POPE Francis held a symbolic meeting with one of the most powerful figures in Iraq on the second day of his landmark trip to the war-ravaged country.
The Pontiff had a 45-minute heart-to-heart with Grand Ayatollah Ali al Sistani – the nation's top Shia cleric – at the Islamic scholar's home in the holy city of Najaf.
The Catholic leader arrived in a bullet-proof vehicle and as he entered the small house white doves were released – to reflect the peaceful theme of his visit.
After the meeting, Sistani – who rarely meets with prominent figures – called on the world's religious leaders to hold "great powers" to account and for wisdom and sense to prevail over war.
It's reported during the face-to-face Sistani "affirmed his concern that Christian citizens should live like all Iraqis in peace and security, and with their full constitutional rights".
The Pope also called for religious communities to work together.
"(He) underlined the importance of collaboration and friendship between religious communities so that, by cultivating mutual respect and dialogue, we can contribute to the good of Iraq, of the region," the Vatican said after the meeting.
Francis, 84, has visited predominantly Muslim countries including Turkey, Jordan, Egypt, Bangladesh, Azerbaijan, the UAE and the Palestinian territories, using those trips to call for inter-religious dialogue.
In a statement, Sistani said, "Religious and spiritual leadership must play a big role to put a stop to tragedy … and urge sides, especially great powers, to make wisdom and sense prevail and erase the language of war".
Great powers must "not sponsor their own self-interest at the expense of the right of people to live in freedom and dignity", he said, adding that Christians should live like all Iraqis in peace and coexistence.
The meeting took place at the humble home Sistani has rented for decades, located along a narrow alleyway in Najaf near the golden-domed Imam Ali shrine in Najaf.
An official Vatican photo showed Sistani, 90, in his traditional black Shiite robe and turban sitting across from Francis, in his white cassock.
Francis then headed to the ruins of ancient Ur in southern Iraq, revered as the birthplace of Abraham, father of Judaism, Christianity and Islam where he was scheduled to give a speech at an interreligious meeting.
After flying back to Baghdad, he is expected to say Mass at the Chaldean Cathedral of Saint Joseph.
Who is Grand Ayatollah Ali al Sistani?
Sistani is one of the most important figures in Shiite Islam, both within Iraq and beyond.
He has almost mythical stature among millions of his followers and has intervened at critical junctures as Iraq lurched from one crisis to another.
His edicts sent Iraqis to free polls for the first time, rallied hundreds of thousands to fight against ISIS in 2014 and toppled an Iraqi government under pressure from mass demonstrations in 2019.
He is a reclusive figure who rarely appears in public or holds meetings.
However, despite his low profile has been called the "most influential" figure in post-invasion Iraq.
He talked American and Iraqi fighters into ending the running battles that had killed hundreds and which threatened to damage the holy Imam Ali Mosque.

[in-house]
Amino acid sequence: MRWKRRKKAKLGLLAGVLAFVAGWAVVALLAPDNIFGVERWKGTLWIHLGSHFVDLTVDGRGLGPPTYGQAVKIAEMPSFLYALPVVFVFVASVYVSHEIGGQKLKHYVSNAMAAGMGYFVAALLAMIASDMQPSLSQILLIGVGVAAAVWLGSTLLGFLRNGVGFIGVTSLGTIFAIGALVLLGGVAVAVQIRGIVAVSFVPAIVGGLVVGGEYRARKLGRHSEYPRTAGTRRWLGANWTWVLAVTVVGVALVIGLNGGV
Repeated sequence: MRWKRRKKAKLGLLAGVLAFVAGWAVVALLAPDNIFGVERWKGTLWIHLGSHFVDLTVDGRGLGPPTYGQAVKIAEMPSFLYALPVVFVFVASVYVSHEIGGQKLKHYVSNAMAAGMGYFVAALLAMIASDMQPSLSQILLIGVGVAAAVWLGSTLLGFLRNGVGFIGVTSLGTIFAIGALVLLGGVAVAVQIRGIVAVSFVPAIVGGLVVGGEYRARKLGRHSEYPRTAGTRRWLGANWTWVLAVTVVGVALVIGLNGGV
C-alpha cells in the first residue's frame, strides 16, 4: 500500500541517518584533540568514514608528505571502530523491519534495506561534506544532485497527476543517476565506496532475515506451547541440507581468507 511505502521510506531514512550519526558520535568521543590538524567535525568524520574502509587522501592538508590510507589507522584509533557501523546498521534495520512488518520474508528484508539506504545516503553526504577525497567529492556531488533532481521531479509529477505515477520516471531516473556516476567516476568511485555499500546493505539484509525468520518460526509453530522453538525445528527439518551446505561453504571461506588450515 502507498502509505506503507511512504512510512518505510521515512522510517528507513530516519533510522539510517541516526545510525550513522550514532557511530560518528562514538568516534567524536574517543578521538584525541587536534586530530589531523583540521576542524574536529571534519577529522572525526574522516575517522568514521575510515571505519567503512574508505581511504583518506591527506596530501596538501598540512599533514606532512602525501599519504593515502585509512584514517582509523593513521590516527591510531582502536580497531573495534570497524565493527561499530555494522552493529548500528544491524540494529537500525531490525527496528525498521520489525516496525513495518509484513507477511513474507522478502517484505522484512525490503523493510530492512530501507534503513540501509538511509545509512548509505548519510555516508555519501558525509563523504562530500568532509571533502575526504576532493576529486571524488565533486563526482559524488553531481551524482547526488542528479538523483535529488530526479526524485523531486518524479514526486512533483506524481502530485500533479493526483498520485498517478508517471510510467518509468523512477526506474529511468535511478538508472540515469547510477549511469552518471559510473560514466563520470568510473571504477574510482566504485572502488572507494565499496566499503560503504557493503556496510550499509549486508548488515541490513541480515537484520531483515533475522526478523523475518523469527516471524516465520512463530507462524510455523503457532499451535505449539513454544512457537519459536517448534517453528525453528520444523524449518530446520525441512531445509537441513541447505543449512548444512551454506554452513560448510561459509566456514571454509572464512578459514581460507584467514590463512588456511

And he pushed for 'free and fair' elections in 2005 even telling women they must vote even if their husbands forbade them.
He has refused talks with Iraq's current and former prime ministers, according to officials close to him.
Sistani agreed to meet the Pope on condition that no Iraqi officials would be present, said a source in the president's office.
In early August, 2004, Sistani experienced serious health complications related to a previously diagnosed heart condition.
He traveled to London to receive medical treatment.
It was, reportedly, the first time that Sistani had left Iraq in decades, and may have been due, in part, to growing concerns for his safety from sectarian violence.
The Pope began his trip to Iraq on Friday, flying into Iraq amid the tightest security ever seen for a papal visit.
The country has deployed thousands of security personnel to protect him during the visit, which comes after a spate of rocket and suicide bomb attacks and a spike in COVID-19 cases.
Speaking yesterday in Baghdad, the Pope spoke of his desire for interfaith dialogue and religious tolerance at a time of increasing religious polarisation.
He said: "Only if we learn to look beyond our differences and see each other as one human family, will we be able to begin an effective process of rebuilding and leave to future generations a better, more just and more humane world."
He said he was making the trip to show solidarity with Iraq's devastated Christian community – which numbers around 300,000, just one fifth of the number before the U.S. invasion in 2003 and the brutal Islamist militant violence that followed.
Iraq's security has improved since the defeat of Islamic State in 2017, but the country continues to be a theatre for global and regional score-settling, especially a bitter U.S.-Iran rivalry that has played out on Iraqi soil.
After he arrived, Francis made an impassioned call for Iraqis to finally give peacemakers a chance, speaking during a gathering of Iraqi officials and diplomats at the presidential palace.
Pope John Paul II came close to visiting, but had to cancel a planned trip in 2000 after talks with the government of then-leader Saddam Hussein broke down.
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